We can expect -15 to-20 for at least a week during winter, northern winds that dessicate perenials...

It can be 85 during the day and 35 @ night in July...Hard to raise anything even remotely tropical...Anything over 100 days is pushing the envelope..

Was a cool site to visit, though...

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are you talking specifically about saag/palak paneer? i don't know that pureeing them before cooking is necessarily a mistake. when i make chicken or goat with spinach i usually steam and puree the spinach before adding it--can't imagine why you couldn't do the same with palak paneer. for other saag dishes, such as alu palak, you usually don't want a liquidy consistency. these things probably vary greatly from home to home, so you're best served by a consistency and taste that you like.

Hm, well, when I pureed before cooking, the final result was something with a lot of liquid, but maybe that's just a matter of needing to cook it for longer. I didn't want to do that though, lest I killed off all of the dish's flavor.

What I'm trying to get is the happy creamy medium between clumpy greens from too coarse a chop, and watery puree with liquid that ends up separating from the solid.

And yes it was saag paneer, as well as saag aloo.

Pat

"I... like... FOOD!" -Red Valkyrie, Gauntlet Legends-

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don't puree the spinach for saag-alu--just chop the spinach coarsely, saute the diced par-boiled potatoes with spices (having first popped some methi seeds in the oil) till almost done, add the chopped spinach, a couple of t-spns of kasoori-methi and cook till done (just a few minutes).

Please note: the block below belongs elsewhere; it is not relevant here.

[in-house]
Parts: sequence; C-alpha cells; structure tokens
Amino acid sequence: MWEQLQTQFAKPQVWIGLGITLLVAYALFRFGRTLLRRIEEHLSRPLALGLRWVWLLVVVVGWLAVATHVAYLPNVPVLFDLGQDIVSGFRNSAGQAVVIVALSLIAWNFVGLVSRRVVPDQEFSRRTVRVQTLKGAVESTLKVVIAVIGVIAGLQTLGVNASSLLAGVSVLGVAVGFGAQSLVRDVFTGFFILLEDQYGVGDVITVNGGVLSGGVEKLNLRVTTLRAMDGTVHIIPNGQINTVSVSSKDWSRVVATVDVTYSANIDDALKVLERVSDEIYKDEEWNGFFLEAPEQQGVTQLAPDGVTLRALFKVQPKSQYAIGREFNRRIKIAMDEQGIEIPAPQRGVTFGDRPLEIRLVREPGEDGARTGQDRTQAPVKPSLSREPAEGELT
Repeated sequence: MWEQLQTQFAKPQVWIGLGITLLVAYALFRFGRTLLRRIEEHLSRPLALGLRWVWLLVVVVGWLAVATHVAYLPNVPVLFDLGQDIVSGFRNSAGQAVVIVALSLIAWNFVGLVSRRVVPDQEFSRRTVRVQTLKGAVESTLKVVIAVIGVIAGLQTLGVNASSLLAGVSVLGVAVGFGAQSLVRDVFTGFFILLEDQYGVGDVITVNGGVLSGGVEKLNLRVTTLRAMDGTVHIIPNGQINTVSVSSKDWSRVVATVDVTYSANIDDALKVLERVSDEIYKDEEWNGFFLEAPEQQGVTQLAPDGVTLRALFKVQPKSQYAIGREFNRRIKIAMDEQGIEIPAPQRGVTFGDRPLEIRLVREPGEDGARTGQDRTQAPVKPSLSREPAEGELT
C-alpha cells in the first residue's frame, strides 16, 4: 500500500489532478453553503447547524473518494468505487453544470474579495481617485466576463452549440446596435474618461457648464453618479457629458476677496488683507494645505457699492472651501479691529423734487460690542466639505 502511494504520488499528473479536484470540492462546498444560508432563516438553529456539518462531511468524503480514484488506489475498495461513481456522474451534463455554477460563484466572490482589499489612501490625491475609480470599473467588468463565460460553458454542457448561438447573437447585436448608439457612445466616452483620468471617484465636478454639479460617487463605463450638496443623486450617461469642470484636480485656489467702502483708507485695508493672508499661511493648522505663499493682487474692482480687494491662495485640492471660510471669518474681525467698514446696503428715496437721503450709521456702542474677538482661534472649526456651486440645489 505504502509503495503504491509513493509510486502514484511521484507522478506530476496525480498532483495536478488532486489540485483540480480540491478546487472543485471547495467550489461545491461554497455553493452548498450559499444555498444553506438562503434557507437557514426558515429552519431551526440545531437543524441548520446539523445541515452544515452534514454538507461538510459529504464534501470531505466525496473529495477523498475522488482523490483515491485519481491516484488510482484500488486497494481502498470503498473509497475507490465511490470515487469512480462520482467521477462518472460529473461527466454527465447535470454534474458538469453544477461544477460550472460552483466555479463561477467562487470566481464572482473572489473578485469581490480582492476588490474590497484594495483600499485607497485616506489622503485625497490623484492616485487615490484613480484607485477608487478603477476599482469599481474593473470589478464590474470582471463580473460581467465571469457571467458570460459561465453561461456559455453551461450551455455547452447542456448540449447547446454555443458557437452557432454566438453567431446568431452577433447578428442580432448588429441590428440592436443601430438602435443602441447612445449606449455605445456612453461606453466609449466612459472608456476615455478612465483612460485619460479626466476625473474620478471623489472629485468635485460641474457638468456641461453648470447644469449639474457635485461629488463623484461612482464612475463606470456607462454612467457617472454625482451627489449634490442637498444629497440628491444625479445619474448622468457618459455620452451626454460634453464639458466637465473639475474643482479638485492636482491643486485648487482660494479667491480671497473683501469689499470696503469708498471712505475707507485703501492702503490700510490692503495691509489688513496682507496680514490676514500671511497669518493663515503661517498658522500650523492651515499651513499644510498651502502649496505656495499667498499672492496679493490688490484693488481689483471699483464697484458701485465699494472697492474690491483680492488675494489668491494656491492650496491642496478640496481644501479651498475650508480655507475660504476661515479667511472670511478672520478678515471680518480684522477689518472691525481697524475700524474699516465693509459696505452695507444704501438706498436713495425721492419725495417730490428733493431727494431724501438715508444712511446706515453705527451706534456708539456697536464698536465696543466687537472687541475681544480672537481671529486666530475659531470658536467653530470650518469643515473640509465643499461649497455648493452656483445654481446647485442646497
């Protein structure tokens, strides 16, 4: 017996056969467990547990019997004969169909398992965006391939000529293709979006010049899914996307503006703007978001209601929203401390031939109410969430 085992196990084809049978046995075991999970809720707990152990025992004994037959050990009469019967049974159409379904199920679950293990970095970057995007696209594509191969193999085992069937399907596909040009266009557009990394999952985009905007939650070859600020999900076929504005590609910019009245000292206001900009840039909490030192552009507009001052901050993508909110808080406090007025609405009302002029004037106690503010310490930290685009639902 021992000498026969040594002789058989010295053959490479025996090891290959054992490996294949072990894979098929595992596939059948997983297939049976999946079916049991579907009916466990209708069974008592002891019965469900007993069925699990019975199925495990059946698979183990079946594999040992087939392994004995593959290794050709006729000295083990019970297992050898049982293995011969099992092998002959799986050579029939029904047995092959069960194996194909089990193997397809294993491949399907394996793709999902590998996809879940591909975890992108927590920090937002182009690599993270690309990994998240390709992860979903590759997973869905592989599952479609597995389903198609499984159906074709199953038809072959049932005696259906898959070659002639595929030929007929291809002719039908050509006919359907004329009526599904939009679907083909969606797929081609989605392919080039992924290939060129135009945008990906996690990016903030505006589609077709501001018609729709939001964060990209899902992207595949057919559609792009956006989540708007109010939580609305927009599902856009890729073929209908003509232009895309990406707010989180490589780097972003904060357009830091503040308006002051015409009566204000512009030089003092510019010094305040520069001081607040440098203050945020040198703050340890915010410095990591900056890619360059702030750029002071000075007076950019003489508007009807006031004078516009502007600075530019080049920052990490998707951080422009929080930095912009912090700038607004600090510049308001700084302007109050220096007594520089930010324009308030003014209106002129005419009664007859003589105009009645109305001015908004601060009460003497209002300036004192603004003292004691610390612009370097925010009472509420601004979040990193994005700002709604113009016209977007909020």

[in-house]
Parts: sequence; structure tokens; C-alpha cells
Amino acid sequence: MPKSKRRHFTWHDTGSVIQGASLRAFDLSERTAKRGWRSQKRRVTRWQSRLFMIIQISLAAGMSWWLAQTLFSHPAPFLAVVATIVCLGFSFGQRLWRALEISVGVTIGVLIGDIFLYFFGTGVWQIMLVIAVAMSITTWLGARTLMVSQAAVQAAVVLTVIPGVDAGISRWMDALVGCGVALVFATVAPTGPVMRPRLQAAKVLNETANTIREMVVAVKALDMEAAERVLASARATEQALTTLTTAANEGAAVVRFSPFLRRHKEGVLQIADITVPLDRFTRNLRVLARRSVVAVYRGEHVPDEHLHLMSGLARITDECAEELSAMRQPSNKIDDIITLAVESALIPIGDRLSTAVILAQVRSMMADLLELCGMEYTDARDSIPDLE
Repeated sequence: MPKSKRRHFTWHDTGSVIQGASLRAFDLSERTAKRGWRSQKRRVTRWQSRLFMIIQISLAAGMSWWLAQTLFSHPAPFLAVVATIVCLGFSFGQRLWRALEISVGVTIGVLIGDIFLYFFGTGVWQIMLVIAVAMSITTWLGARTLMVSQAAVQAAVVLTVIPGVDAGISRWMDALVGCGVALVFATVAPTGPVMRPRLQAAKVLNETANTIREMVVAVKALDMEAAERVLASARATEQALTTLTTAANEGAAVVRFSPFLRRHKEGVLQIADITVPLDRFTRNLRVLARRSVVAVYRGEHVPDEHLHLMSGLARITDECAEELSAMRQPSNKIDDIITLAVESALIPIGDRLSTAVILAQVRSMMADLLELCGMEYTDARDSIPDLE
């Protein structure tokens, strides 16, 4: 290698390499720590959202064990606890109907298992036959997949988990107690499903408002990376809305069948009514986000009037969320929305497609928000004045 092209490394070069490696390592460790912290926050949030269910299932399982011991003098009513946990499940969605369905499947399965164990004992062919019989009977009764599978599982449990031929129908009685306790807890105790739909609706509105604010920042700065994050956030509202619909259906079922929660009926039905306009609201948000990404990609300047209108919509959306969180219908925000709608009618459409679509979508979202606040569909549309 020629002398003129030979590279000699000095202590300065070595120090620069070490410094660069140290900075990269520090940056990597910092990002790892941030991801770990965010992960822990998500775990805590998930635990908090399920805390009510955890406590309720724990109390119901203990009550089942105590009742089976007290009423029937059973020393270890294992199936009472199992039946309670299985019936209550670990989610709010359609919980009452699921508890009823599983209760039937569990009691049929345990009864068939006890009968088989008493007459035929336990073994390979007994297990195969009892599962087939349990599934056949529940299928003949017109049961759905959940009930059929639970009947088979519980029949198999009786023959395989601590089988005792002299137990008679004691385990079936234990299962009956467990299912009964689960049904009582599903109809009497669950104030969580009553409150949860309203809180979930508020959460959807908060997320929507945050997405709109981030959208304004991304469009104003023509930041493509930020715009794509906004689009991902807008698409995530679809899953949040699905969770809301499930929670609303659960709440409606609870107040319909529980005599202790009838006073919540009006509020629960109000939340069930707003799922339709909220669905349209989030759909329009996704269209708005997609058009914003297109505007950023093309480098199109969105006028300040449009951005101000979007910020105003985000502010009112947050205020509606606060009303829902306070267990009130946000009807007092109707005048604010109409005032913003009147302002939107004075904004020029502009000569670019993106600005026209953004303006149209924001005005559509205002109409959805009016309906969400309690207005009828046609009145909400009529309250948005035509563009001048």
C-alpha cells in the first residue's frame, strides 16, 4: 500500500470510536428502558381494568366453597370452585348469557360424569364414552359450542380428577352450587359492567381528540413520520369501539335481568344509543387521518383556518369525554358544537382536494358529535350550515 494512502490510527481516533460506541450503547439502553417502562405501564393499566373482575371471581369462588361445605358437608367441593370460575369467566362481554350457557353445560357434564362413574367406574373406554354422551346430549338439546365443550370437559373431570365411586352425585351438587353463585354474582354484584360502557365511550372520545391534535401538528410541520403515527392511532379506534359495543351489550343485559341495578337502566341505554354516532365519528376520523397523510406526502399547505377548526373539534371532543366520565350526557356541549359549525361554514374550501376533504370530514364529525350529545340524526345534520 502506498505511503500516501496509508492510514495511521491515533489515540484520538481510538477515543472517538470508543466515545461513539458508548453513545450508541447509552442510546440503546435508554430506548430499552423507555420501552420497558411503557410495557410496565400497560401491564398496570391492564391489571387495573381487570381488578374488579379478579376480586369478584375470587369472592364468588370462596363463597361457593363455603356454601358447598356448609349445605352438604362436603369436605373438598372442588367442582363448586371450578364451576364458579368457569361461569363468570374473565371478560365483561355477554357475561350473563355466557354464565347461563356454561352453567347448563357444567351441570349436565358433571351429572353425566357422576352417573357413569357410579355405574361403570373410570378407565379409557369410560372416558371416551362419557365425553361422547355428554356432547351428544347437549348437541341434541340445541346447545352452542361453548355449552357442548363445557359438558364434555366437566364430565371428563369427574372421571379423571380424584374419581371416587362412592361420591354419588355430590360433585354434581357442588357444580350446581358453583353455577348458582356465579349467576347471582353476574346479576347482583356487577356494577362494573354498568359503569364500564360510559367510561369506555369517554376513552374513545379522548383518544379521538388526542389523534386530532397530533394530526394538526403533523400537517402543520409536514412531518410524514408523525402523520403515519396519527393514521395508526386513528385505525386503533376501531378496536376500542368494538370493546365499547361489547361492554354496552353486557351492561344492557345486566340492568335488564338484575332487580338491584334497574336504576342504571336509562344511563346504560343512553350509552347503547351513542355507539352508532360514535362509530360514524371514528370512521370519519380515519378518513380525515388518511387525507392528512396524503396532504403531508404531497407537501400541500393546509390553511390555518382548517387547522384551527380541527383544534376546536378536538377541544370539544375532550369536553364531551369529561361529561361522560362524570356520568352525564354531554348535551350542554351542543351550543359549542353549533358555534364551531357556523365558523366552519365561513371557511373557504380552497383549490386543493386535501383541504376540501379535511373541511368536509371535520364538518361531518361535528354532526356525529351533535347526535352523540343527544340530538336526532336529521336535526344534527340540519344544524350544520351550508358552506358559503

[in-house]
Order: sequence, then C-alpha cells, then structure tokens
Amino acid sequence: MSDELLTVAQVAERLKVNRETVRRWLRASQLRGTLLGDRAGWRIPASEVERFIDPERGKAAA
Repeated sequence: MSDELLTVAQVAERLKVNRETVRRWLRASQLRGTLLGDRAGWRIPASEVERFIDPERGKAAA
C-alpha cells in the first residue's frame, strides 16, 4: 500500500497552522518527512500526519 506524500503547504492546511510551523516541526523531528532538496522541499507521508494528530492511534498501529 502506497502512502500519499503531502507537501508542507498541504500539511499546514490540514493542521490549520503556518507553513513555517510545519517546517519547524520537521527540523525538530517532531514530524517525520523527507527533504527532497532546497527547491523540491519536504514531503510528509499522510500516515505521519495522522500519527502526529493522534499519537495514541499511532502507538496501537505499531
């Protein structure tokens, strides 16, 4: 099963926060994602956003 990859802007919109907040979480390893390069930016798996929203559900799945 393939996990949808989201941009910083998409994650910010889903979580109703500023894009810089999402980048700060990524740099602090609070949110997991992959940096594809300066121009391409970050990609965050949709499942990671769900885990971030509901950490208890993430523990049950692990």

as for pureed spinach for palak paneer or palak meat/chicken, the key is to not steam and puree with too much water. for palak paneer i'd say add the spinach almost at the very end--unless too much water fell in by accident, in which case add it earlier and evaporate it out. i never add cream, but that may just be a personal thing.

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I've been using a hand blender on my cooked spinach to get my desired consistency for saag paneer. It's not completely pureed but at the same time, it's also not too clumpy either.

Using the right amount of water to cook your spinach is very important. Too little and it might burn and too much will require longer cooking for evaporation, potentially overcooking your spinach.

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Would any of you mind posting a recipe in recipegullet?

I for one would be ever so greatful. I can never get mine to taste *just* right.

Edited by nessa (log)
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"Notey Shaak" is another of my favorites. When cooked, it will turn a dark red. It is rumored to be available here in California, but I am yet to find it. Synonyms are "Amaranth", "Chinese Spinach", "Hiyu", "hon-toi-noi", "yin choy", "een choy", "hsien tsai".